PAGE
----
Efficient and user friendly loan collections are a critical step in extending customer lifetime value (CLV). “If banks are failing to help and collect on their troubled customers, then they are failing to achieve the customer’s full lifetime value and place other customer assets at risk,” Craig Focardi says.
It’s not just a customer retention and loss mitigation activity. Loan collections are an opportunity to cross sell and direct marketing activities, increasing the “need to bring collections fully into the digital customer engagement area,” Craig Focardi explains.
4. Collections must be digitised!
The collections process is often sequential, involving different departments, systems and locations. For the customer, it’s a profoundly alienating and confusing arrangement. For banks, it creates gross inefficiencies that affect the bottom line.
Digitising collections processes empowers institutions to be more circular and interactive with the customer. By creating a cohesive portrait of a customer’s debt portfolio, a bank can adapt, pursuing different types of actions depending on the situation.
Leading collections technologies offer end-to-end process automation, helping banks manage large volumes of varied loans. As Gartner’s recent report on loan collections tech illustrated, end-to-end process automation has a high potential ROI and it is market ready today.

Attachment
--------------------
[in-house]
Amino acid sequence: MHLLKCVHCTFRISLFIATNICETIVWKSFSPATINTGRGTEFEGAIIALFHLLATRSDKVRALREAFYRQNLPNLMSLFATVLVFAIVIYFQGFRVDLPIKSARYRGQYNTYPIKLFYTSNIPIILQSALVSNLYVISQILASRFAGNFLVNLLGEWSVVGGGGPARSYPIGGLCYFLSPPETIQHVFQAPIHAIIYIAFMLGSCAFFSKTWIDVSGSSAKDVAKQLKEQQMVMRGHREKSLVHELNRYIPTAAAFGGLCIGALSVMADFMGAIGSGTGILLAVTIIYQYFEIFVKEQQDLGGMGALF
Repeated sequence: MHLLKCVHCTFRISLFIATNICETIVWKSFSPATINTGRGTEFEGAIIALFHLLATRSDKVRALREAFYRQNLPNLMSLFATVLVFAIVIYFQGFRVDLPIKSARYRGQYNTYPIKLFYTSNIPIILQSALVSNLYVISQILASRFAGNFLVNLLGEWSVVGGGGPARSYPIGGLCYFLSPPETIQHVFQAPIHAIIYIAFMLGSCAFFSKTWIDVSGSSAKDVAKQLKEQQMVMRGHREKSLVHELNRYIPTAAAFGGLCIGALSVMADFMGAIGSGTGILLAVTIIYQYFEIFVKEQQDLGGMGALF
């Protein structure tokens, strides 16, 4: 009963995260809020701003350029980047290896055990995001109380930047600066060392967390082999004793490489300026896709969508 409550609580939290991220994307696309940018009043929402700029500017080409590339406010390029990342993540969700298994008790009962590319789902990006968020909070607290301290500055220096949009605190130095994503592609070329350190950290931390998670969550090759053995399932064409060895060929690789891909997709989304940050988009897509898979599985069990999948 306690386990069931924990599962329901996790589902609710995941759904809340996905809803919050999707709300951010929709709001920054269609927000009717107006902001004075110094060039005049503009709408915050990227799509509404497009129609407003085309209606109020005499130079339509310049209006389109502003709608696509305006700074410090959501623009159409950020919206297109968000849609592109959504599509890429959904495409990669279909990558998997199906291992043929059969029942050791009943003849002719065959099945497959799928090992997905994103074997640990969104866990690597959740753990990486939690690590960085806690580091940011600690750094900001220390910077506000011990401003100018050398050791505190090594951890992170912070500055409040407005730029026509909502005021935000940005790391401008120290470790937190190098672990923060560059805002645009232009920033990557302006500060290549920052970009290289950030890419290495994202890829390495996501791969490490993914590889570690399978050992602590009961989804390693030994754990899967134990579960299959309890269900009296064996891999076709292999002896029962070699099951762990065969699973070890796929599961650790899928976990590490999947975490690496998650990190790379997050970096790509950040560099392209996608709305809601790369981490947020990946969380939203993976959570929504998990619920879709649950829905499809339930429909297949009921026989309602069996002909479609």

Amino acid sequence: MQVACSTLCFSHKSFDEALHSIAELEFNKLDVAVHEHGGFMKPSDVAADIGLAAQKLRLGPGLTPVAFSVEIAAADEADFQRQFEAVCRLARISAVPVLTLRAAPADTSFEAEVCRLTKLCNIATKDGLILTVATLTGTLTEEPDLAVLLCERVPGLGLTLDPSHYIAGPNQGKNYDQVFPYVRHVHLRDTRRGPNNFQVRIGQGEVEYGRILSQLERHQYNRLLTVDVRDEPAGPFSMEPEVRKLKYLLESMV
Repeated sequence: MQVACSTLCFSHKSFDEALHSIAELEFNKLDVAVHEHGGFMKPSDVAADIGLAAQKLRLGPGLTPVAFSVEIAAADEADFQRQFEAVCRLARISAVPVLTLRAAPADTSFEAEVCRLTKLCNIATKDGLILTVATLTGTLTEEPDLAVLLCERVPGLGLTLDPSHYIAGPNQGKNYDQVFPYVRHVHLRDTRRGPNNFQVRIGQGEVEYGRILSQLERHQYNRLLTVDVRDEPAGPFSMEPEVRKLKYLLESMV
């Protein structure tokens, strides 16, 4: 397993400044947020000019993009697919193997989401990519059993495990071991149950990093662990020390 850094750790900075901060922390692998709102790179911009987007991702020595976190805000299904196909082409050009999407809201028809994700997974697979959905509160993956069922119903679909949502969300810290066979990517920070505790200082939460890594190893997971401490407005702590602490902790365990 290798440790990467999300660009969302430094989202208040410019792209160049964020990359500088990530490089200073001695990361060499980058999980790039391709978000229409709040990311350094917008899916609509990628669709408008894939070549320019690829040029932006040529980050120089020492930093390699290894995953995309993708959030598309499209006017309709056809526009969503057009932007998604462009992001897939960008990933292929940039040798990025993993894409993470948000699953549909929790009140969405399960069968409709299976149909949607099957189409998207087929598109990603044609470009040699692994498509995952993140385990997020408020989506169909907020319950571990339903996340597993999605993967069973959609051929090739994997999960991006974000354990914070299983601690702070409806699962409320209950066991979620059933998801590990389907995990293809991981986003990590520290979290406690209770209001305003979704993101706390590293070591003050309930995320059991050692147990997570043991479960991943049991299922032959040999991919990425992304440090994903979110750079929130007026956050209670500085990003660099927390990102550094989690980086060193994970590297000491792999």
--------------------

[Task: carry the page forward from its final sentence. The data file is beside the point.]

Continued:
5. What institutions are investing in (and why)
According to Gartner’s research, 28% of institutions surveyed said they are either replacing their existing collections system or are adopting systems for the first time.
Compared to the other tech categories in the survey, this is a very large number. “Collections is an area that will continue to see strong demand between now and 2019,” Craig Focardi says.
This steady growth in demand is driven by the tech’s ability to reduce risks: credit risk, operational risks, fraud risks, and even compliance risks, making it easier to identify risks and weaknesses in underwriting and origination policies.
The appetite for risk reduction is followed closely by a strong desire for process improvement. “The disconnectedness between customer communications, data collection, analytics and document management are key issues they’re trying to overcome,” says Craig Focardi.
Banks looking to replace or invest in collections tech have the luxury of a mature, well populated market. But as Craig Focardi says – and Gartner’s research bears out – while there are myriad options, only a few systems stand out.
We’ve come a long way since 2008. Many lessons were learned and regulatory frameworks like Basel III will go a long way to creating a more stable banking system.
Despite this, effective loan collection remains a challenge. Difficult economic circumstances, high unemployment and persistently high rates of NPLs will require proactive steps.
Technology is one way you can positively affect your success in handling NPLs and impaired loans. The tech is ready today - and if your competitors are investing, it’s worth asking ‘Can I afford not to?’